A 2000 GAO report on the Senior Executive Service calculated retirement trends for
members of the SES through fiscal year 2005 and delved into the related issue of
succession planning by executive agencies.20 Seventy-one percent of the approximately
6,000 career SES members on board presently will be eligible for regular retirement by
the end of fiscal year 2005. OPM estimates that 45% of those eligible will retire in the
six-year period between fiscal years 1999 and 2005. The impact on agencies and
occupation series will vary. For example, 82% of the career SES members in the
Department of Veteran Affairs will be eligible to retire by the end of FY2005, while the
figure is 65% each for the Environmental Protection Agency and the Nuclear Regulatory
Commission. The projected loss of senior executives to retirement suggests, according
to the GAO report, that succession planning should be a priority among executive
agencies. However, responses by SES members to the 1999 survey suggest that a number
of agencies have not instituted formal succession planning programs.
Numerous agencies, government corporations, intelligence activities, administrative
law judges, and foreign service positions are excluded from the SES. Agencies that have
their own cadres of senior executives include the Federal Bureau of Investigation, the
Drug Enforcement Administration, the Central Intelligence Agency, the Federal Election
Commission, and the Office of the Comptroller of the Currency.21 Statutory exclusions
acknowledge that some positions do not meet the criteria for a “Senior Executive”; that
some agencies do not meet the definition of “executive agency”; or that, in the case of
intelligence activities, the nature of the work precludes membership in a government-wide
executive corps. Other agencies or agency components may be excluded from the SES
if they have applied for and received a waiver that allows them to establish and maintain
their own group of senior executives.22 For example, the National Security Council,
having received a statutory waiver pursuant to 5 U.S.C. 3132(c), has established its own
cadre of senior executives separate from the Senior Executive Service. Segmenting the
executive corps in this manner gives agencies latitude in managing their top-level
executives. As the pay compression problem has worsened, establishment of an
independent executive cadre appears to have allowed affected agencies to increase the
salaries of their senior executives regardless of the base pay rate of Level IV of the
Executive Schedule. For example, the maximum salary for senior executives at the
Federal Aviation Administration is $154,700. The maximum salary for individuals

19 (...continued)

2004, Appendix, (Washington: GPO, 2003), p. 13.

20 See U.S. General Accounting Office, Senior Executive Service: Retirement Trends Underscore
the Importance of Succession Planning, GAO report GCD-00-113BR (Washington: May 12,


21 See 5 U.S.C. 3132(a)(1)(A)-(D) for a list of agencies and positions excluded from the SES by
statute. See also 5 U.S.C. 3151-3152 for FBI and DEA SES systems.
22 According to 5 U.S.C. 3132(d), any agency or agency component whose waiver is approved
“shall make a sustained effort to bring its personnel system into conformity with the Senior
Executive Service to the extent practicable.”

employed by the Internal Revenue Service (IRS) under its streamlined critical pay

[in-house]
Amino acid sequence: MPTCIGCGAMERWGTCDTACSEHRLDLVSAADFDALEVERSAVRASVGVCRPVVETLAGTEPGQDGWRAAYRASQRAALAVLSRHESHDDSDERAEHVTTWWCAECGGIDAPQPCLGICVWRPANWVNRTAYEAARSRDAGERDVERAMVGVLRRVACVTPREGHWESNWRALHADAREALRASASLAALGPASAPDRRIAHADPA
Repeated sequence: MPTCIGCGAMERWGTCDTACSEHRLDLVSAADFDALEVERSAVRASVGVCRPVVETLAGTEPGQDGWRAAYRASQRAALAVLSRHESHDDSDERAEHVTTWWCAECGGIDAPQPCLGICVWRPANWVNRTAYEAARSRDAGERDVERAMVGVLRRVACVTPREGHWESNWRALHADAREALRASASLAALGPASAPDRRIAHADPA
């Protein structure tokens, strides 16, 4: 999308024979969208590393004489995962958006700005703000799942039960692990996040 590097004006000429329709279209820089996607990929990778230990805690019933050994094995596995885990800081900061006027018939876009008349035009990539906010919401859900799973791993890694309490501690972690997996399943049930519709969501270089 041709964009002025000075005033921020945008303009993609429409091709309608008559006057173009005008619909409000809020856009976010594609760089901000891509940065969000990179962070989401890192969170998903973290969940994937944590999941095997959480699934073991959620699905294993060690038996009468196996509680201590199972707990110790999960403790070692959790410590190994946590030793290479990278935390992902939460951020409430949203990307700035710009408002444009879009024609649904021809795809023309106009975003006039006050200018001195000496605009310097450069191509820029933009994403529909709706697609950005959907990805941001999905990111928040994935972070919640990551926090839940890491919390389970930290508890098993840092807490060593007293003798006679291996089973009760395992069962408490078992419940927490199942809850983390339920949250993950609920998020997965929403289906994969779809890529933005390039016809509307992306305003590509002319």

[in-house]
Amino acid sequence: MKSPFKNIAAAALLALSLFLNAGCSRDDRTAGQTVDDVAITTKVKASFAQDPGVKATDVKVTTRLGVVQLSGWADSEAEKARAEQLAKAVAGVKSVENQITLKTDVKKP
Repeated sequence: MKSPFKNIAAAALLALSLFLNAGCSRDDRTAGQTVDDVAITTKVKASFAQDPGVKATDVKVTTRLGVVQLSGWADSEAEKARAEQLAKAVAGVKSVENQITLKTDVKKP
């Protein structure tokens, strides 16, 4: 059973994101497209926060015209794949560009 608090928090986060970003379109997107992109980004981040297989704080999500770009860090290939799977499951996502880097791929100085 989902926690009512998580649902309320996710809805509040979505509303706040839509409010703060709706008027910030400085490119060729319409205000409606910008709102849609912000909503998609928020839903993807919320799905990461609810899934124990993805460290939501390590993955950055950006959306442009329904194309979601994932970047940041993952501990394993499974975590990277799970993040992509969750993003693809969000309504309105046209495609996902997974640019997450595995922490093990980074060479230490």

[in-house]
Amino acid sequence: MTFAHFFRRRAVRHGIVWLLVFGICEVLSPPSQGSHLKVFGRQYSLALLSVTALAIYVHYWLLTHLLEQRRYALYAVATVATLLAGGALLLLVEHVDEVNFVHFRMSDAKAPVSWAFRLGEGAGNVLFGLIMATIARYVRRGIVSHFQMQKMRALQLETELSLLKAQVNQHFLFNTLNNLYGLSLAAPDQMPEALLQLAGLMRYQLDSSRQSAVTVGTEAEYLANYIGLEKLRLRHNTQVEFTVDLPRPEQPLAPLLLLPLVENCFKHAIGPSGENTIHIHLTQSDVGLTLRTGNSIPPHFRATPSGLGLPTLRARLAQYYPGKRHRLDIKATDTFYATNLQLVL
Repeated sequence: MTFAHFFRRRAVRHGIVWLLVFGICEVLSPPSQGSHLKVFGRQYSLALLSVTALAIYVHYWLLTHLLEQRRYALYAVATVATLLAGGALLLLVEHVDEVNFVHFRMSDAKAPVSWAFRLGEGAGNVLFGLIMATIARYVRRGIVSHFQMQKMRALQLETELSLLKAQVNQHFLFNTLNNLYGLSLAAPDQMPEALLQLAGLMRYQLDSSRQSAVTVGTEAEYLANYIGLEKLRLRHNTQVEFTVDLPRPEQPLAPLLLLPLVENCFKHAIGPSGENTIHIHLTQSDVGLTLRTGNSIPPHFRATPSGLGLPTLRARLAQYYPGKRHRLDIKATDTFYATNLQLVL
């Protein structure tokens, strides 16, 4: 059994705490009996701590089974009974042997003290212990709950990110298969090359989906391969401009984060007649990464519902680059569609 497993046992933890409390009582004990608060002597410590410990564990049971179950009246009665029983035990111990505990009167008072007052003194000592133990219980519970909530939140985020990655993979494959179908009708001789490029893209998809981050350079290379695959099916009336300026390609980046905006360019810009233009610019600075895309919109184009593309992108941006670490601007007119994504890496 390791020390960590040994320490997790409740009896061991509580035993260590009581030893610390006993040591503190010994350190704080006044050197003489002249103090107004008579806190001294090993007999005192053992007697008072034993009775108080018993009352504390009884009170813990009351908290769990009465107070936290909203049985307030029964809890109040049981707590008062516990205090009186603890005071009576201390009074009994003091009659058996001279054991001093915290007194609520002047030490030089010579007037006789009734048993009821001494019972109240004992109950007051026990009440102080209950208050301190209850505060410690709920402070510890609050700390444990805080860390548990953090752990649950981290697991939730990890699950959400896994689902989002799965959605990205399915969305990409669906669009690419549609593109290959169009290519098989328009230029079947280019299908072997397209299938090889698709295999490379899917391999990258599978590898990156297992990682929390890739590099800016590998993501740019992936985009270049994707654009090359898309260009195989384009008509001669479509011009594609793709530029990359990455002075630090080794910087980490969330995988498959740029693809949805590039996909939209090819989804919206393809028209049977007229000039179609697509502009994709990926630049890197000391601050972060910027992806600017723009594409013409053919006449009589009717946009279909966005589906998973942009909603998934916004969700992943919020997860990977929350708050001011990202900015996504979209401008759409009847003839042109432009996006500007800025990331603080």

authority23 is the Vice President’s salary ($198,600). It is unclear how this trend toward
compartmentalization of senior executives might affect recruitment and retention, job
performance, mobility, or the status of the SES.
Prior to the creation of the SES, movement of top-level executives (GS-16 through
GS-18) within and between agencies was hampered by procedural and organizational
obstacles. Consequently, one of the major features and strengths of the SES was to be
executive mobility. The expectation was that intra-agency (i.e., reassignment) and,
particularly, inter-agency (i.e., transfer) mobility, in helping executives gain a broad base
of experience and knowledge, would benefit members of the SES and the agencies that
employ them. The number of local and geographic reassignments was highest in FY1982,
when 1,399 executives were reassigned; in FY2002, the most recent year for which
figures are available, only 657 executives were reassigned.24 The number of geographic
and local transfers to another agency is even smaller: the highest number of transfers in
any one year was 149 (in 1980); in FY2002, 38.25 Financial burdens associated with
relocation constitute a set of obstacles peculiar to geographic reassignments and transfers.
Whereas SES stakeholders rejected an OPM-proposed mobility requirement, there is
support for voluntary mobility. Consequently, OPM is focusing on ways to encourage and
facilitate mobility, especially inter-agency transfers, among SES appointees. One of
OPM’s initiatives is the Senior Opportunity and Resume System (SOARS) website.26
SOARS is an on-line job center where SES members and OPM-certified Candidate
Development Program (CDP) Graduates may post resumes and view opportunities.
Federal departments and agencies may use SOARS to post job openings and view

23 5 U.S.C. 9503; P.L. 105-206, Sec. 9503.
24 This category (reassignments) also includes job changes resulting from reorganizations,
revisions of job descriptions, and changes in job and organization titles.
25 Reassignment and transfer information provided by the Office of Personnel management.
26 SOARS is found at [], visited Feb. 14, 2003. The
introductory page is available to the public, but access to resumes and opportunities is restricted
to members of the SES, CDP graduates, departments and agencies.